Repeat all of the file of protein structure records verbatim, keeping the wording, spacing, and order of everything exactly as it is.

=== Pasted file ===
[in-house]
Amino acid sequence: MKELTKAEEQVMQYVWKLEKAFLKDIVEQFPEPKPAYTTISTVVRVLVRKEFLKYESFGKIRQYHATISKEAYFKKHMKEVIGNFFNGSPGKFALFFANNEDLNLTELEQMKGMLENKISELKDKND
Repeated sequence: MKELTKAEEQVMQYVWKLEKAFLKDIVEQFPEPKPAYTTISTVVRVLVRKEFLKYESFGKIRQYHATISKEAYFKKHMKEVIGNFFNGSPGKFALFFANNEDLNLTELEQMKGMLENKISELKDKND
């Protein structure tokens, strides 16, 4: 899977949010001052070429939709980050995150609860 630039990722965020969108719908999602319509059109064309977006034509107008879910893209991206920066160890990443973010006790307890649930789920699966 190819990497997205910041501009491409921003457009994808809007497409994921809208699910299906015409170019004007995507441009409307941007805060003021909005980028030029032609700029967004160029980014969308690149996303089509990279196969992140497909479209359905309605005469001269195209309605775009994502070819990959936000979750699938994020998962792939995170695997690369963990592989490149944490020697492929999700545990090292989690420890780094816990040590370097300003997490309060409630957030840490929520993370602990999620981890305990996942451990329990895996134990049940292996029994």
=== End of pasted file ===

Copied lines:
[in-house]
Amino acid sequence: MKELTKAEEQVMQYVWKLEKAFLKDIVEQFPEPKPAYTTISTVVRVLVRKEFLKYESFGKIRQYHATISKEAYFKKHMKEVIGNFFNGSPGKFALFFANNEDLNLTELEQMKGMLENKISELKDKND
Repeated sequence: MKELTKAEEQVMQYVWKLEKAFLKDIVEQFPEPKPAYTTISTVVRVLVRKEFLKYESFGKIRQYHATISKEAYFKKHMKEVIGNFFNGSPGKFALFFANNEDLNLTELEQMKGMLENKISELKDKND
């Protein structure tokens, strides 16, 4: 899977949010001052070429939709980050995150609860 630039990722965020969108719908999602319509059109064309977006034509107008879910893209991206920066160890990443973010006790307890649930789920699966 190819990497997205910041501009491409921003457009994808809007497409994921809208699910299906015409170019004007995507441009409307941007805060003021909005980028030029032609700029967004160029980014969308690149996303089509990279196969992140497909479209359905309605005469001269195209309605775009994502070819990959936000979750699938994020998962792939995170695997690369963990592989490149944490020697492929999700545990090292989690420890780094816990040590370097300003997490309060409630957030840490929520993370602990999620981890305990996942451990329990895996134990049940292996029994």